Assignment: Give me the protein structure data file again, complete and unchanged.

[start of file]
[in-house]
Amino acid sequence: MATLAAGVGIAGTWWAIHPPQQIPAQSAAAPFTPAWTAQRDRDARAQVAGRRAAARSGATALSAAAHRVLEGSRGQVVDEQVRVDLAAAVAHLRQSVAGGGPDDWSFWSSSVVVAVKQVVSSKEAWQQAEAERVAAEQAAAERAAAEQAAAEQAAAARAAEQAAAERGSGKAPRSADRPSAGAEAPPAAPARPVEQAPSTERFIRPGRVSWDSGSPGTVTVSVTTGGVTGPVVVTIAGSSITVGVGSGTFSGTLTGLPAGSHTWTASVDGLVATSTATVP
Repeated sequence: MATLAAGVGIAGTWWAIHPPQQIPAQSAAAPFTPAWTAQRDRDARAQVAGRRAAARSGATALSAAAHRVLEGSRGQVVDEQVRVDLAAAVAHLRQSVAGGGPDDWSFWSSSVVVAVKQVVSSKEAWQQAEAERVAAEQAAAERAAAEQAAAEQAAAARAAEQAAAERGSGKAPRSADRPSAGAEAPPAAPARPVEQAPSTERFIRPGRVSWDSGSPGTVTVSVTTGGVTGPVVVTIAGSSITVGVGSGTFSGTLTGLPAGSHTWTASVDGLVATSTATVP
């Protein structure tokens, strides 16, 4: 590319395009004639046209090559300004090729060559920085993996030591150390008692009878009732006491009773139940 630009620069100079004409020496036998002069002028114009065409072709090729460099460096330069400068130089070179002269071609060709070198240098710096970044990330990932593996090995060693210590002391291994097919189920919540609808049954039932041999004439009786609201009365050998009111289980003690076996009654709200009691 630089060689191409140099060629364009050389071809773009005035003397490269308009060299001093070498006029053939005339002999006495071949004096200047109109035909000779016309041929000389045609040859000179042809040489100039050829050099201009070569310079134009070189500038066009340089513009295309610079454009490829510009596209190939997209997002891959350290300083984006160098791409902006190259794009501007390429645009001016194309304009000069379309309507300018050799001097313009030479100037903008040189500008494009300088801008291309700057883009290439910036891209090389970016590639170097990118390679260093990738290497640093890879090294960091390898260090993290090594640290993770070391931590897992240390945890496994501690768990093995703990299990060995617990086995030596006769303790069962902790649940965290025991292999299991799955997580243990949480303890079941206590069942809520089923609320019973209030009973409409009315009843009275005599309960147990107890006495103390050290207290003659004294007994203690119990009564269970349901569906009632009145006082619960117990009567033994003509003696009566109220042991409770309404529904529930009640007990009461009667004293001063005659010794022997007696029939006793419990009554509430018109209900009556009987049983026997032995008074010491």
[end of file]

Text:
[in-house]
Amino acid sequence: MATLAAGVGIAGTWWAIHPPQQIPAQSAAAPFTPAWTAQRDRDARAQVAGRRAAARSGATALSAAAHRVLEGSRGQVVDEQVRVDLAAAVAHLRQSVAGGGPDDWSFWSSSVVVAVKQVVSSKEAWQQAEAERVAAEQAAAERAAAEQAAAEQAAAARAAEQAAAERGSGKAPRSADRPSAGAEAPPAAPARPVEQAPSTERFIRPGRVSWDSGSPGTVTVSVTTGGVTGPVVVTIAGSSITVGVGSGTFSGTLTGLPAGSHTWTASVDGLVATSTATVP
Repeated sequence: MATLAAGVGIAGTWWAIHPPQQIPAQSAAAPFTPAWTAQRDRDARAQVAGRRAAARSGATALSAAAHRVLEGSRGQVVDEQVRVDLAAAVAHLRQSVAGGGPDDWSFWSSSVVVAVKQVVSSKEAWQQAEAERVAAEQAAAERAAAEQAAAEQAAAARAAEQAAAERGSGKAPRSADRPSAGAEAPPAAPARPVEQAPSTERFIRPGRVSWDSGSPGTVTVSVTTGGVTGPVVVTIAGSSITVGVGSGTFSGTLTGLPAGSHTWTASVDGLVATSTATVP
């Protein structure tokens, strides 16, 4: 590319395009004639046209090559300004090729060559920085993996030591150390008692009878009732006491009773139940 630009620069100079004409020496036998002069002028114009065409072709090729460099460096330069400068130089070179002269071609060709070198240098710096970044990330990932593996090995060693210590002391291994097919189920919540609808049954039932041999004439009786609201009365050998009111289980003690076996009654709200009691 630089060689191409140099060629364009050389071809773009005035003397490269308009060299001093070498006029053939005339002999006495071949004096200047109109035909000779016309041929000389045609040859000179042809040489100039050829050099201009070569310079134009070189500038066009340089513009295309610079454009490829510009596209190939997209997002891959350290300083984006160098791409902006190259794009501007390429645009001016194309304009000069379309309507300018050799001097313009030479100037903008040189500008494009300088801008291309700057883009290439910036891209090389970016590639170097990118390679260093990738290497640093890879090294960091390898260090993290090594640290993770070391931590897992240390945890496994501690768990093995703990299990060995617990086995030596006769303790069962902790649940965290025991292999299991799955997580243990949480303890079941206590069942809520089923609320019973209030009973409409009315009843009275005599309960147990107890006495103390050290207290003659004294007994203690119990009564269970349901569906009632009145006082619960117990009567033994003509003696009566109220042991409770309404529904529930009640007990009461009667004293001063005659010794022997007696029939006793419990009554509430018109209900009556009987049983026997032995008074010491």